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Photo of Leone Betts, taken in 2021
Leone Annabella Betts

Hello and welcome. I’m a Yorkshire-based writer, illustrator, script developer and teacher.  Being born in the UK means I’ve had a good education and free health care.  I wish everyone could have these things.  I grew up in Wales but I now live in the Holme Valley with my family and two cats.

My areas of specialist knowledge and practice are young adult and children’s fiction and screenwriting.  I have a wider interest in botanical painting and poetry.

I’m currently undertaking a PhD in Creative Writing at the Manchester Writing School, which makes me feel very lucky but also a little weird… as I haven’t been a student for about a gazillion years.

What do I love?

Writing and painting, obviously!  And in so many forms.  However, epistolary fiction (letters and diaries), and other narratives written via or alongside objects from the world of the story hold a special fascination for me.  I think this is probably because as a child, I loved anything which made magical tales more credible.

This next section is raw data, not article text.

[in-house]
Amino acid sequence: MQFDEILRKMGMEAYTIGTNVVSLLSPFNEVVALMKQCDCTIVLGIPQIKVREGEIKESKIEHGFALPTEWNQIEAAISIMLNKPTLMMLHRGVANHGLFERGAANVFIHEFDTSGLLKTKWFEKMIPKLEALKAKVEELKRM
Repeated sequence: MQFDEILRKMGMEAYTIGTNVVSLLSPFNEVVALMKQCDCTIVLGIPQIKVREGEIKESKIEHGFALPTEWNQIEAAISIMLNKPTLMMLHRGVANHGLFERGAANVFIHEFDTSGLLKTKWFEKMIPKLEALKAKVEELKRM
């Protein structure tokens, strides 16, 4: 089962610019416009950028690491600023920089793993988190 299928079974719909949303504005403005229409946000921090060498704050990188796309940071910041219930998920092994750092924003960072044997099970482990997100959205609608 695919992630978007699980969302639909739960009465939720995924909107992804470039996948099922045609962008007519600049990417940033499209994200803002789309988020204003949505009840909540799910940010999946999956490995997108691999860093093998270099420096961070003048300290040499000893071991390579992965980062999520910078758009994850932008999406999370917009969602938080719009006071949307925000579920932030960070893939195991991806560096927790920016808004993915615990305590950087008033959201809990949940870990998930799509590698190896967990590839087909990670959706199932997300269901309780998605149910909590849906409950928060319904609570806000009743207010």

If you’re wondering what I mean by this, a children’s book by Janet and Allan Ahlberg is a good example.  It’s called The Jolly Postman and in it you can read all the correspondence the postman delivers to the magical population of a fairytale world.  By containing objects from the story as well as being the story itself, the book deliberately blurs the lines between reality and the fictional realm.  Lady Cottington’s Pressed Fairy Book is another creation where the book is actually part of the make-believe, and gives our  imaginations a richer experience because of it.  Well, as long as you don’t mind the idea of a few squashed fairies!  I’m a big fan of both of these books.

Making Story-Letters